Earth sciences professor Jim Sacchinelli is already planning trips to the roof of the new science building at Atlantic Cape Community College’s main campus in Mays Landing.
That’s where the new observatory will be located, allowing him to teach lessons on campus, rather than having to take students to Richard Stockton College or Rowan University.
“Now, I’ll be able to just go up the stairs from my classroom to the roof,” said Sacchinelli, of Mays Landing, who is so excited about the new building he even made a donation toward the cost of the observatory in memory of his parents, Mary M. and Augustino J. Sacchinelli. “This is such an opportunity for students.”
College officials held a ceremonial groundbreaking for the new $16 million STEM, or Science, Technology, Engineering and Math building, Monday.
Part of the college’s Blueprint 2020 Master Plan, officials two years ago had hoped the building could open in 2013. But delays in getting all the funding approved pushed back the starting date, which is now expected to be in March, with a completion date of September 2014.
The college board of trustees is expected to approve a construction contract at its Dec. 18 meeting.
The first new building on the main campus in almost 20 years, Atlantic Cape President Peter Mora said it took a “mosaic” of funding to make it possible.
Atlantic County government will put up half the cost, with the rest coming from a $2 million U.S. Economic Development Authority grant, $3.5 million in state funds, $1.4 million from funds the college has put in reserve from its budget, $381,000 from the U.S. Department of Education, $350,000 from the Atlantic Cape Foundation and $273,000 from the South Jersey Economic Development District.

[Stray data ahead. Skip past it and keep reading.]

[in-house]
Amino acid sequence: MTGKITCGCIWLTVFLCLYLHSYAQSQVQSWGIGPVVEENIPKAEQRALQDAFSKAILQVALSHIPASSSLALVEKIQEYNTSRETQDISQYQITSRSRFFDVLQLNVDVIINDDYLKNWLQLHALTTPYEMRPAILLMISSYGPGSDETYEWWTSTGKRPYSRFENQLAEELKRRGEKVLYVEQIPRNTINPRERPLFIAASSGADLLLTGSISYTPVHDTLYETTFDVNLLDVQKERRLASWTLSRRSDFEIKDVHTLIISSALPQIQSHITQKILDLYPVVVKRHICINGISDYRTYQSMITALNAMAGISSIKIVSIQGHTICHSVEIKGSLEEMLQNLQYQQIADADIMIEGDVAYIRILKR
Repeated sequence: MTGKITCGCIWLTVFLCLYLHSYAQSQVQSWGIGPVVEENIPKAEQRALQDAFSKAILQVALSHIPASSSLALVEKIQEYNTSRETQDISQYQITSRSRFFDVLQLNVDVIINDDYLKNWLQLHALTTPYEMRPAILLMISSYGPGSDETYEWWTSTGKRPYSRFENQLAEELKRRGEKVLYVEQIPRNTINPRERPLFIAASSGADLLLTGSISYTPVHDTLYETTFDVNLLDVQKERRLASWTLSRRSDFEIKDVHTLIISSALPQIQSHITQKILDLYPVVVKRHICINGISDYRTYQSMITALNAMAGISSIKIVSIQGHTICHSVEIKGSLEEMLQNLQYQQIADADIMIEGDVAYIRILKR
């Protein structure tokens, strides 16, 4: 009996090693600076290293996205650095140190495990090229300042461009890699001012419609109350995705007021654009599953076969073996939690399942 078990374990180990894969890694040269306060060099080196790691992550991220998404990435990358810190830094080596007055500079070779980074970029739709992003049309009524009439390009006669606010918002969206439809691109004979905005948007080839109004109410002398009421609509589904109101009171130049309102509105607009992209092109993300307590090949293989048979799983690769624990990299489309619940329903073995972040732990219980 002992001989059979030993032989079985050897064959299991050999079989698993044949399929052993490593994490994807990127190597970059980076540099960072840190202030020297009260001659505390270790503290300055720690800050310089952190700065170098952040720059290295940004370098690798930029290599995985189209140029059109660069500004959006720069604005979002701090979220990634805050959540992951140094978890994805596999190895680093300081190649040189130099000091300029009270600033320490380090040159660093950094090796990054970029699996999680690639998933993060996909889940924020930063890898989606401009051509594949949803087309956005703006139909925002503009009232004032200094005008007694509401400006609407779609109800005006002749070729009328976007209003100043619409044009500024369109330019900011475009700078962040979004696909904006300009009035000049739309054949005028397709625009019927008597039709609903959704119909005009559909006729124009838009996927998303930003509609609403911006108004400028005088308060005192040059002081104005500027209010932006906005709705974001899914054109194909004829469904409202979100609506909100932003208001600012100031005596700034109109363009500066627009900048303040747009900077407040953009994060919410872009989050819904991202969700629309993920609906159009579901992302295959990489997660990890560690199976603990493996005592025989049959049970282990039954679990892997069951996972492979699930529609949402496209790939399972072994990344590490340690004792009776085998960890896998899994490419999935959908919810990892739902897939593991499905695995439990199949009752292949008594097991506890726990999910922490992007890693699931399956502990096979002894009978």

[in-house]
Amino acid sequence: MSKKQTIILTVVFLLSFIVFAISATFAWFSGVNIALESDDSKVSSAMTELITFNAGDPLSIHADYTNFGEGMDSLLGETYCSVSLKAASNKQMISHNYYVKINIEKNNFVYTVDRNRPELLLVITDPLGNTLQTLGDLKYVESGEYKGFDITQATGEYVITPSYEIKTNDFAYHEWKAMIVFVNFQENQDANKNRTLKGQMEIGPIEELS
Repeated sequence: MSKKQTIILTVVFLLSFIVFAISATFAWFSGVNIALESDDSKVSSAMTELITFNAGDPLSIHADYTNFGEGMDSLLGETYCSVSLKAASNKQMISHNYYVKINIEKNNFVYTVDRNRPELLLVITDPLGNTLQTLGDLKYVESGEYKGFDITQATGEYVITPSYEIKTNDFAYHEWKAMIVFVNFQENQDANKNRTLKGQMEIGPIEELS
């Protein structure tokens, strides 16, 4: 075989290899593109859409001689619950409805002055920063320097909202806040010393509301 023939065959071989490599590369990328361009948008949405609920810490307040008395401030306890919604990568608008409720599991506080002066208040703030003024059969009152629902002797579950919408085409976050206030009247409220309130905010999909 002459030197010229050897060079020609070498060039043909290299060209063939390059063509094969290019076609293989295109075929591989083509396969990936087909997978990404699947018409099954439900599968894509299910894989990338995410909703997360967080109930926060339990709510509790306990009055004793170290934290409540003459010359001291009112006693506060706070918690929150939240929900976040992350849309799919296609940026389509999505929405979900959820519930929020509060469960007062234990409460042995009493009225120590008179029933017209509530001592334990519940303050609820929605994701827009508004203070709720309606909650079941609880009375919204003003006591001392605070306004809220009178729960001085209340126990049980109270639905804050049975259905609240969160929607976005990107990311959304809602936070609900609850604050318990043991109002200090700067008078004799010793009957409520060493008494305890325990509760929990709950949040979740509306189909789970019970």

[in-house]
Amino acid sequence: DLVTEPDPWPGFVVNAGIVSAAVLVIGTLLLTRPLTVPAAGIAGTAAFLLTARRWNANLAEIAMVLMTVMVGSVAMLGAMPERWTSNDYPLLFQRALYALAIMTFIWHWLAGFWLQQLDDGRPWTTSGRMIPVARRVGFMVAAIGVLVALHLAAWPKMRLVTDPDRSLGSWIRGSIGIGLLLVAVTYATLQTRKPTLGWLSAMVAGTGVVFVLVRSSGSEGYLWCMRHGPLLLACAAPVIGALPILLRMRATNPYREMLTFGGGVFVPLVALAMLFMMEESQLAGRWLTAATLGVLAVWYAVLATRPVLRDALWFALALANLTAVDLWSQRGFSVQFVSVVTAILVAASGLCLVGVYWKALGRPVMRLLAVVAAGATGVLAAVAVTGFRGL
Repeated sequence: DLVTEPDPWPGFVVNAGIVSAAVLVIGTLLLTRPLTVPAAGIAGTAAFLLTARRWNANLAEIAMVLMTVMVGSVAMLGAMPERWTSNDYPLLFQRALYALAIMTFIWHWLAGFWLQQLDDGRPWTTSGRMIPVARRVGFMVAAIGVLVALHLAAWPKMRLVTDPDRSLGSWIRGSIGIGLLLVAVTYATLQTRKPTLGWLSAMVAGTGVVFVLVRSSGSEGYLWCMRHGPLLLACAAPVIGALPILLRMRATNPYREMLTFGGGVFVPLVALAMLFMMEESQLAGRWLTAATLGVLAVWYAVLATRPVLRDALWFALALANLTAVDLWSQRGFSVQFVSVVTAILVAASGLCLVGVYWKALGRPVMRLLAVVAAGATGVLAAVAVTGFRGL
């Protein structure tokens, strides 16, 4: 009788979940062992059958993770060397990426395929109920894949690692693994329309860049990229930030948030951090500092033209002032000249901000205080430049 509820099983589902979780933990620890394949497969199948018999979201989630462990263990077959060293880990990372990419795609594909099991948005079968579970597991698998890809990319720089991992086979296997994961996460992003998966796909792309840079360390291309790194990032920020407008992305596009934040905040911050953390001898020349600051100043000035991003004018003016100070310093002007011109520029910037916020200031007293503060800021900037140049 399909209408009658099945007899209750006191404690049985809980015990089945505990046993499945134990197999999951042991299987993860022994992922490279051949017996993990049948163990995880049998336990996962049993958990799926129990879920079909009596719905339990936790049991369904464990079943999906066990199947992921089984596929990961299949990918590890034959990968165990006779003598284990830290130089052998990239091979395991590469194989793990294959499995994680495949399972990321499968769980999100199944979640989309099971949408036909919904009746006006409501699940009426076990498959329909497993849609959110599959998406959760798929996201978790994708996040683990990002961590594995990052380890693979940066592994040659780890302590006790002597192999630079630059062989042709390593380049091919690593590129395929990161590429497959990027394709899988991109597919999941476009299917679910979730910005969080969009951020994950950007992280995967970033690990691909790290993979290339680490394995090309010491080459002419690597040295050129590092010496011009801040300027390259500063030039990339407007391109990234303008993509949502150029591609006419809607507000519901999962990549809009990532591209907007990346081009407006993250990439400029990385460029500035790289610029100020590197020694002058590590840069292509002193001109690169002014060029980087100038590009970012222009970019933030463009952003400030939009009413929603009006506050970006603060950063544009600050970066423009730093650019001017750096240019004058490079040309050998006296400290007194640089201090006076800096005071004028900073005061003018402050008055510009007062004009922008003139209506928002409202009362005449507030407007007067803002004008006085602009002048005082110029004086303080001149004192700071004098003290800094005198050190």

Part of the delay in constructing the new building has been waiting for all of the funding sources to be finalized. The college also had to get Pinelands approval for the building and other improvements planned for the campus.
The SJEDD funds have already been used to pay for the college’s air traffic control simulator. The U.S. Department of Education funds and the funds raised by the college foundation will be used to pay for equipment and furniture for the building.
The 32,475-square-foot building, designed by Stantec Architects in Philadelphia, will house five science labs and science preparation rooms, three computer classes, one of which will house the college’s air traffic control tower simulator, and a second simulator designed to teach radar operation instruction.
There will also be a student lounge, faculty offices, conference rooms and a food station. A green “vegetated” roof will help the college attain the planned silver LEED (Leadership in Energy and Environmental Design) certification from the U.S. Green Building Council.
Otto Hernandez, chair of the information systems and aviation studies program, said the new building will help educate students in fields that are essential to the future of the country.
U.S. Rep. Frank LoBiondo, R-2nd, said the William J. Hughes FAA Technical Center in Egg Harbor Township is a key center for research and development, and it needs people trained in science and engineering areas.
“From a national perspective, we are still a leader in the world, but the reality is we have slipped,” he said. “Look at China and India.”
An article in the November issue of College Planning and Management cites the U.S. as lagging behind China and Japan in STEM-trained workers and cites community colleges as an affordable gateway into college and technical fields.
State Assemblyman John Amodeo, R-Atlantic, said the new building will help keep local students in state and give them a state-of-the-art facility.
“Our students here are as good if not better than any in the nation,” he said. “They deserve this opportunity.”
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